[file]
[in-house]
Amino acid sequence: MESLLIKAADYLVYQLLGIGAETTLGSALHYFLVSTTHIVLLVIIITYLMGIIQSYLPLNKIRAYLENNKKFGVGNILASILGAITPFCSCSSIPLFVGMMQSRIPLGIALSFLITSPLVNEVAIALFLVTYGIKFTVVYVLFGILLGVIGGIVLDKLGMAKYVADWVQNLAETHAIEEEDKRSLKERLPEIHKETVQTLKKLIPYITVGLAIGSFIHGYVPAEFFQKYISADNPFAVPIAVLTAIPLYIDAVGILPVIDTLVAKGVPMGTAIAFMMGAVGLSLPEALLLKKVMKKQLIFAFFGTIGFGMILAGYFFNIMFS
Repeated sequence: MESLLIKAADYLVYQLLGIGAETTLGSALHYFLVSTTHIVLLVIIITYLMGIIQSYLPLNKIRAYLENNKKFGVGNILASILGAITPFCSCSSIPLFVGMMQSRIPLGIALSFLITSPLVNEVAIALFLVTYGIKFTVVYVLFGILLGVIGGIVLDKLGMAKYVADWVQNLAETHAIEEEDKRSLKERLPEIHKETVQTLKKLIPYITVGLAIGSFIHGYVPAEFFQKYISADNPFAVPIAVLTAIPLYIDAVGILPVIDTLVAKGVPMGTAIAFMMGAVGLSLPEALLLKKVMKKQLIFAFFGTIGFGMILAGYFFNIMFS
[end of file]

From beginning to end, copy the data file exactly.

[in-house]
Amino acid sequence: MESLLIKAADYLVYQLLGIGAETTLGSALHYFLVSTTHIVLLVIIITYLMGIIQSYLPLNKIRAYLENNKKFGVGNILASILGAITPFCSCSSIPLFVGMMQSRIPLGIALSFLITSPLVNEVAIALFLVTYGIKFTVVYVLFGILLGVIGGIVLDKLGMAKYVADWVQNLAETHAIEEEDKRSLKERLPEIHKETVQTLKKLIPYITVGLAIGSFIHGYVPAEFFQKYISADNPFAVPIAVLTAIPLYIDAVGILPVIDTLVAKGVPMGTAIAFMMGAVGLSLPEALLLKKVMKKQLIFAFFGTIGFGMILAGYFFNIMFS
Repeated sequence: MESLLIKAADYLVYQLLGIGAETTLGSALHYFLVSTTHIVLLVIIITYLMGIIQSYLPLNKIRAYLENNKKFGVGNILASILGAITPFCSCSSIPLFVGMMQSRIPLGIALSFLITSPLVNEVAIALFLVTYGIKFTVVYVLFGILLGVIGGIVLDKLGMAKYVADWVQNLAETHAIEEEDKRSLKERLPEIHKETVQTLKKLIPYITVGLAIGSFIHGYVPAEFFQKYISADNPFAVPIAVLTAIPLYIDAVGILPVIDTLVAKGVPMGTAIAFMMGAVGLSLPEALLLKKVMKKQLIFAFFGTIGFGMILAGYFFNIMFS